Neil and I then moved onto the Kick Plate, which effectively simulates a large area of sheet ice with a “Kick Plate” that puts the car into a slide as you drive over it and onto the surface. On my first attempt at about 15 MPH I managed to catch the slide, but as we increased the speed to around 25 MPH I had a few dramatic spins as I struggled to control the car. However, on my final attempt I managed to catch the spin, not an easy skill to master and shows that even a small increase in speed can significantly reduce the changes of a driver correcting a spin in poor weather.
Next it was the Ice Hill, a 7% gradient decent with a slippery surface covered by a constant flow of running water just for good measure. The challenge was to get to the bottom of the hill, steering around the jets of waters shooting up vertically from the road surface without skidding. On my first attempt with the traction control switched on, I simply steered around the two obstacles without any drama. Given how good the traction control and stability controls are on modern Porsches you either need to be a incompetent driver or driving at excessive speeds to get into trouble on the public roads.
On the second run with the traction control switched off I got half way down the slope before I spun negotiating the second obstacle. Neil explained that the correct technique was to make very small steering inputs before returning the steering to the straight ahead position. This felt very strange, but was very effective and I easily made it to the bottom of the hill on my next attempt without spinning.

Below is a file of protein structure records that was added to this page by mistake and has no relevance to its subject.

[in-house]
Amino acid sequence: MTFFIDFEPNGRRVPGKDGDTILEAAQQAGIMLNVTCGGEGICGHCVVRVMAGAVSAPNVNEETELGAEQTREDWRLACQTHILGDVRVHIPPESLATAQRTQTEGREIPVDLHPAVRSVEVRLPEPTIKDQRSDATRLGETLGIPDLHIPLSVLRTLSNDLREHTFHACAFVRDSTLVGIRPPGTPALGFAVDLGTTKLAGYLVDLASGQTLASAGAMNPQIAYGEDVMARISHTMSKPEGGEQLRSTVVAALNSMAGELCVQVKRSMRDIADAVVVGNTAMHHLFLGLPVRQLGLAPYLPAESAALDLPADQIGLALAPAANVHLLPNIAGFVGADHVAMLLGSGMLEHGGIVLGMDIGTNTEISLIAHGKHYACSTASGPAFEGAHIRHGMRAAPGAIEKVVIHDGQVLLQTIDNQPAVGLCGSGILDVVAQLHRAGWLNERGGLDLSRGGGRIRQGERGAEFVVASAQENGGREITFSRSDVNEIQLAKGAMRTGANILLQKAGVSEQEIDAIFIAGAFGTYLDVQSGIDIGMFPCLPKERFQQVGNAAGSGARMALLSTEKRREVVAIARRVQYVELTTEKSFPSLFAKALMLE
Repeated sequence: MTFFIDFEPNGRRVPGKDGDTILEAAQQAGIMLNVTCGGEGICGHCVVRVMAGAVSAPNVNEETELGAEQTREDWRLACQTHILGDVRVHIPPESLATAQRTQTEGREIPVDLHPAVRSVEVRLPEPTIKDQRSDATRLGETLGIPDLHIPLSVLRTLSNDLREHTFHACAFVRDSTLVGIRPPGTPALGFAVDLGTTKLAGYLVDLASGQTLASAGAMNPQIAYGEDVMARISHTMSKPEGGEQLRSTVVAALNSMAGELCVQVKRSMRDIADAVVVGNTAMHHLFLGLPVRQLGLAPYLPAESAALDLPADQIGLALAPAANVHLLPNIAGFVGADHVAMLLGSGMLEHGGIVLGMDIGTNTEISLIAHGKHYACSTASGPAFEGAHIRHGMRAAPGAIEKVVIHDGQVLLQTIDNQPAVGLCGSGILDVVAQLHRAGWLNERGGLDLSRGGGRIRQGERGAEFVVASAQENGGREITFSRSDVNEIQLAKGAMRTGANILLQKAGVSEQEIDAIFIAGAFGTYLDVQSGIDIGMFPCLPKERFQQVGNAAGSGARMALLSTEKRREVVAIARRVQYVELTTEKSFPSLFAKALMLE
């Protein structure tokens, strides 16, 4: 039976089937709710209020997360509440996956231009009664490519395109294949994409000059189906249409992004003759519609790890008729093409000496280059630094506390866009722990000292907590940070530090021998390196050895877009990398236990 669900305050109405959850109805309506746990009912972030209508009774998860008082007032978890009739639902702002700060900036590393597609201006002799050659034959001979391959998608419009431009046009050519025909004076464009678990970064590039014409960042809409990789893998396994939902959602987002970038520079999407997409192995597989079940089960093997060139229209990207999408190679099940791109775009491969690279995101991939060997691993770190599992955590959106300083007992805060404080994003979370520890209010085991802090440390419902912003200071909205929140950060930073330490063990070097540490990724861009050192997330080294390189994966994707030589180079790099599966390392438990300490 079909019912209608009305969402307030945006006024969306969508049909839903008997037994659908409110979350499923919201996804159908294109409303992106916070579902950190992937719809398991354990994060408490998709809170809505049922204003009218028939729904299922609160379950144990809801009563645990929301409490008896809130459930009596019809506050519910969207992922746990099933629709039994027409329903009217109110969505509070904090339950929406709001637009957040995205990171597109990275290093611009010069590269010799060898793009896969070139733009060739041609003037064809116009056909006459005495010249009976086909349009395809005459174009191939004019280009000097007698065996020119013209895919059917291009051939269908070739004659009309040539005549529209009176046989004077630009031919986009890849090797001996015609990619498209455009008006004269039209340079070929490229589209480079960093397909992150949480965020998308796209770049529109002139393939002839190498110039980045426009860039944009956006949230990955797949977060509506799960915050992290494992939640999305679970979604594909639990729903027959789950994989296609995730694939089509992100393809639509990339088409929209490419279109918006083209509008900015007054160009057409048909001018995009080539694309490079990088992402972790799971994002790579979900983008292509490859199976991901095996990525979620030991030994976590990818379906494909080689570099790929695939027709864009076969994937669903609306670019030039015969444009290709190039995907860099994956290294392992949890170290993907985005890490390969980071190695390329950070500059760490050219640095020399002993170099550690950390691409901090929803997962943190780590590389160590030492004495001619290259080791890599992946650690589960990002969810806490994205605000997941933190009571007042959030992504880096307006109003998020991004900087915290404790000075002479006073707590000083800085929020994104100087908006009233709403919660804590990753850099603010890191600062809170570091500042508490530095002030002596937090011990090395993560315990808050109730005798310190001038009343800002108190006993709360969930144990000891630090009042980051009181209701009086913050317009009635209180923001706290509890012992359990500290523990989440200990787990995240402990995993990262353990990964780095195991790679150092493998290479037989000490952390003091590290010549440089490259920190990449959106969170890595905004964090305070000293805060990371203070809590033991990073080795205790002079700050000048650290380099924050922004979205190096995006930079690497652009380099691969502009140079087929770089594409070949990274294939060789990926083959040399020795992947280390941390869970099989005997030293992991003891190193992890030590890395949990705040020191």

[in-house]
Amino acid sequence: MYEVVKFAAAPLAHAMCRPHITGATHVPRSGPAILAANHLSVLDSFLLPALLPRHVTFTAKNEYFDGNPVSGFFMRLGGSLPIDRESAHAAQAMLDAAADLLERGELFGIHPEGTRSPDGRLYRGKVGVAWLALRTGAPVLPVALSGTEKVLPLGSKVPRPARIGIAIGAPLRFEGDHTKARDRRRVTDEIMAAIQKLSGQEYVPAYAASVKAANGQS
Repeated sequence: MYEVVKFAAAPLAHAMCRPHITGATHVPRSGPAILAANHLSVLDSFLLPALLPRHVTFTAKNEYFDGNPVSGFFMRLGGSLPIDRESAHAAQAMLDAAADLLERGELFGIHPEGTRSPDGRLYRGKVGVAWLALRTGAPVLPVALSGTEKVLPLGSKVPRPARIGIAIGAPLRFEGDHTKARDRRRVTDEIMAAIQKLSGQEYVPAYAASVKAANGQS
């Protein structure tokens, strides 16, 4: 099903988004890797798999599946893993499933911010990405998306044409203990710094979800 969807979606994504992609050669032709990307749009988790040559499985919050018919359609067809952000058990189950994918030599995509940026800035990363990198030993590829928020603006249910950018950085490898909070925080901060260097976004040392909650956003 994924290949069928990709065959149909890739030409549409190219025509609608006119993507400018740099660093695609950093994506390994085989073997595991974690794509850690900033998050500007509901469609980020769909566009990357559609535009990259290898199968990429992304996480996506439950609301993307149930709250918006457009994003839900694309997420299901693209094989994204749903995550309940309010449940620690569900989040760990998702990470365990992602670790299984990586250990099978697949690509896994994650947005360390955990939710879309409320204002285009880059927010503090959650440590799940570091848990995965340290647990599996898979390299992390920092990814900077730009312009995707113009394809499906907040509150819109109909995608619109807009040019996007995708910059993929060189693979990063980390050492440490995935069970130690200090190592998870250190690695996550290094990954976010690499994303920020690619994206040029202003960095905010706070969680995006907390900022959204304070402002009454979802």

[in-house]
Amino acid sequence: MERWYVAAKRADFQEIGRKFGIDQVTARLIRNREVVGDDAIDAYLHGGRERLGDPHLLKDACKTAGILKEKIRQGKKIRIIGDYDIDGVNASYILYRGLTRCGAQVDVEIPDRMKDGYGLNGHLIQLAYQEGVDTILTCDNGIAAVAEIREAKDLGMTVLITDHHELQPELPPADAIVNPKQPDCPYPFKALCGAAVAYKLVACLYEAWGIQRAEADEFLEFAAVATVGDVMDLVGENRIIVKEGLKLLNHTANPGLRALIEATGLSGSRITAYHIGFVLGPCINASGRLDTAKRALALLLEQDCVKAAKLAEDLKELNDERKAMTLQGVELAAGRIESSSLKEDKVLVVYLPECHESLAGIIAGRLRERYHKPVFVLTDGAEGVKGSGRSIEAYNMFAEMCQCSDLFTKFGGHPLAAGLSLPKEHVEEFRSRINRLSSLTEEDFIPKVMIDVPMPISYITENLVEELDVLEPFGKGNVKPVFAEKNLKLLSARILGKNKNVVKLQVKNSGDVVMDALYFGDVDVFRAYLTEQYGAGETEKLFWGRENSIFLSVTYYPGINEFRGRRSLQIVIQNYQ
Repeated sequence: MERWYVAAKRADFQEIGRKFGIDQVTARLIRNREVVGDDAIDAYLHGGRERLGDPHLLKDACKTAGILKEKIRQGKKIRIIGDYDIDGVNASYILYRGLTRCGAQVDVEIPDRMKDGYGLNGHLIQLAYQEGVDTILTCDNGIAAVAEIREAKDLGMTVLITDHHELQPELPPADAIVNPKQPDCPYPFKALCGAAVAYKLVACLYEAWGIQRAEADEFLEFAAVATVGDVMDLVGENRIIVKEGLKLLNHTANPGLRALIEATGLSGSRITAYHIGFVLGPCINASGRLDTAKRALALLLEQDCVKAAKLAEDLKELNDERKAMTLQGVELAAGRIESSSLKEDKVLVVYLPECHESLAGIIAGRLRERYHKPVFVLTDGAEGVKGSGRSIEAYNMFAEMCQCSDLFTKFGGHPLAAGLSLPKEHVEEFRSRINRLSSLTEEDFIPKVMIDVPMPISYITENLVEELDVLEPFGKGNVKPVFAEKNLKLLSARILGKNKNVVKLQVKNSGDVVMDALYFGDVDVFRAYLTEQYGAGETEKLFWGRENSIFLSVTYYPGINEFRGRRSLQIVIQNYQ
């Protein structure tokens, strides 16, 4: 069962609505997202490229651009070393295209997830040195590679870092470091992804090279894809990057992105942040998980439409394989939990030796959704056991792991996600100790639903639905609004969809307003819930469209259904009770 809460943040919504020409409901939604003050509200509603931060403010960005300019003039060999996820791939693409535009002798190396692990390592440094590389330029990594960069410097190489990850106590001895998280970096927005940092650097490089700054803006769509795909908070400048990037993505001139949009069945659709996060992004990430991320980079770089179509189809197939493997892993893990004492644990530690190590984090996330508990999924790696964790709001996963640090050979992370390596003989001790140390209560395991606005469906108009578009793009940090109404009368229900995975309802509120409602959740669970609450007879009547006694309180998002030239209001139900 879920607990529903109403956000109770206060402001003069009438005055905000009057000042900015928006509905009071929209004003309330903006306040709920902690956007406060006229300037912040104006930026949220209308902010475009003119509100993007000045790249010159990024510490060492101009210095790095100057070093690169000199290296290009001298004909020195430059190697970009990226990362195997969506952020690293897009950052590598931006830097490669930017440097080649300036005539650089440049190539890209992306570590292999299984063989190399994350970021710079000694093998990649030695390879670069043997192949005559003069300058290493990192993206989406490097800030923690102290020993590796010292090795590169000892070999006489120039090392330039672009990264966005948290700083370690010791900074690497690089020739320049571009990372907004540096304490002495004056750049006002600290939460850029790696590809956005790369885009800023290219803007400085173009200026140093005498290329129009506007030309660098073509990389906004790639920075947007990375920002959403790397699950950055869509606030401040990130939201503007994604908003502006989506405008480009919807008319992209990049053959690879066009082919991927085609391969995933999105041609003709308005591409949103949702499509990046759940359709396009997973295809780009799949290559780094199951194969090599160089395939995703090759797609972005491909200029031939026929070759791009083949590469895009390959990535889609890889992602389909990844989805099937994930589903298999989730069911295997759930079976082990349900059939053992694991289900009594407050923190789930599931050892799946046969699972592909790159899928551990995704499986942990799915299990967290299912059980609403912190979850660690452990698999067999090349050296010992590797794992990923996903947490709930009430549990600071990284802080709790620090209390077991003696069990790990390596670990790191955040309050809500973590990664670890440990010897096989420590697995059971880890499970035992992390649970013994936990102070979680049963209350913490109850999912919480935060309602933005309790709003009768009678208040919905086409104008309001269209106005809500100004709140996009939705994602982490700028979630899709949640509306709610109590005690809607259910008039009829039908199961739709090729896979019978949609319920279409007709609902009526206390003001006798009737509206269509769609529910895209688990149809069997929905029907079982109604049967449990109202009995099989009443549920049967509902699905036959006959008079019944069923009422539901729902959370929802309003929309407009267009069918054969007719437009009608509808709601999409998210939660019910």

The final area I explored was the Low Friction track, where the objective was to provoke the car into a controlled power slide. A series of corners had been specially polished to reduce the level of grip making it easier to slide the car. However, in a car with as much rear end traction as the GT3 RS it required a hard application of the throttle in first gear to unstick the rear tyres, even with the traction control switched off. For me this was probably the most challenging of the four areas, and trying to provoke the GT3 RS into a controlled power slide was a difficult technique to master. However, after a couple of unsuccessful attempts I managed a couple of respectable power slides, but a lot more practice is required to perfect my drifting skills.
Overall my 90 minutes in the GT3 RS at the Porsche Experience Centre had been great fun and had given me the opportunity to drive the car in a number of extreme situations that a regular dealer test drive could never hope to match. It’s an expensive activity, but one which I would highly recommend to anyone thinking of purchasing a Porsche as it provides a great insight to the performance, handling and capabilities of the vehicle.
And so to the Porsche 911 GT3 RS itself. The term “Racecar for the Road” is used all too frequently, but I cannot think of any car which deserves this badge more that the GT3 RS. It is a serious driver’s car that needs to be driven well to get the most out of it, but rewards hugely when you do. For me it is the polar opposite of the Nissan GTR that I drove a couple of months ago. The GT3 RS makes you work hard on your driving technique and every mistake is immediately amplified. Whereas the GTR feels like it is doing all the work for you, with its computers cover up any driving errors.
I think I have found my next car when the time comes to upgrade from my VW Golf R32 Mk4. So the saving starts here, both for the car and the Porsche driving course as I improve my technique to make the most of the car’s performance on the road and on the track. But which colour combination to go for?